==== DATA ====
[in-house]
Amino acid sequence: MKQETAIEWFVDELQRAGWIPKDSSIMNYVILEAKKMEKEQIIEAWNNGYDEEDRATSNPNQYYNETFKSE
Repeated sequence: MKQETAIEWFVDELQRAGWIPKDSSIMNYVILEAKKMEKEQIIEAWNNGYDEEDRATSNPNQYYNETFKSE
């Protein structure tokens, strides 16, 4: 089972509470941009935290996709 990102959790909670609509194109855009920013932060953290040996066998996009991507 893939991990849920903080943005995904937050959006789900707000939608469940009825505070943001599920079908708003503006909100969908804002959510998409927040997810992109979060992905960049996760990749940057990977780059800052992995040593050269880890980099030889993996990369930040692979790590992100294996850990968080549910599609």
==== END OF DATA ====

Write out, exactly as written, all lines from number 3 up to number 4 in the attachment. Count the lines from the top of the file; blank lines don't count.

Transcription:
Repeated sequence: MKQETAIEWFVDELQRAGWIPKDSSIMNYVILEAKKMEKEQIIEAWNNGYDEEDRATSNPNQYYNETFKSE
């Protein structure tokens, strides 16, 4: 089972509470941009935290996709 990102959790909670609509194109855009920013932060953290040996066998996009991507 893939991990849920903080943005995904937050959006789900707000939608469940009825505070943001599920079908708003503006909100969908804002959510998409927040997810992109979060992905960049996760990749940057990977780059800052992995040593050269880890980099030889993996990369930040692979790590992100294996850990968080549910599609």